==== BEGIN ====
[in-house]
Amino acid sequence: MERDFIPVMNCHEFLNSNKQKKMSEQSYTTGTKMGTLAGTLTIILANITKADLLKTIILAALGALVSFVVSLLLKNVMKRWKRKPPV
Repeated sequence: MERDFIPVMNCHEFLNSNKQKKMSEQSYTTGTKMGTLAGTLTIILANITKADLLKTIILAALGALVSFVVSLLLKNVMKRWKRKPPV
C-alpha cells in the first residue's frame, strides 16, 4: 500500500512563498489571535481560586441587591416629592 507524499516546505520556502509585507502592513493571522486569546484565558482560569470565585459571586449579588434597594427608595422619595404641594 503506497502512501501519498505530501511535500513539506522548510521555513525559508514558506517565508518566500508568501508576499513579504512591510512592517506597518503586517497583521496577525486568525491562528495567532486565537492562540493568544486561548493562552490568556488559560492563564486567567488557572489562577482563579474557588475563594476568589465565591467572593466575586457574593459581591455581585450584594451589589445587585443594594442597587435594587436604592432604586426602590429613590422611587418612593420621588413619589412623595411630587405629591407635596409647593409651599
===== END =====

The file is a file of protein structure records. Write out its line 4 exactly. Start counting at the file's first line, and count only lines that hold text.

C-alpha cells in the first residue's frame, strides 16, 4: 500500500512563498489571535481560586441587591416629592 507524499516546505520556502509585507502592513493571522486569546484565558482560569470565585459571586449579588434597594427608595422619595404641594 503506497502512501501519498505530501511535500513539506522548510521555513525559508514558506517565508518566500508568501508576499513579504512591510512592517506597518503586517497583521496577525486568525491562528495567532486565537492562540493568544486561548493562552490568556488559560492563564486567567488557572489562577482563579474557588475563594476568589465565591467572593466575586457574593459581591455581585450584594451589589445587585443594594442597587435594587436604592432604586426602590429613590422611587418612593420621588413619589412623595411630587405629591407635596409647593409651599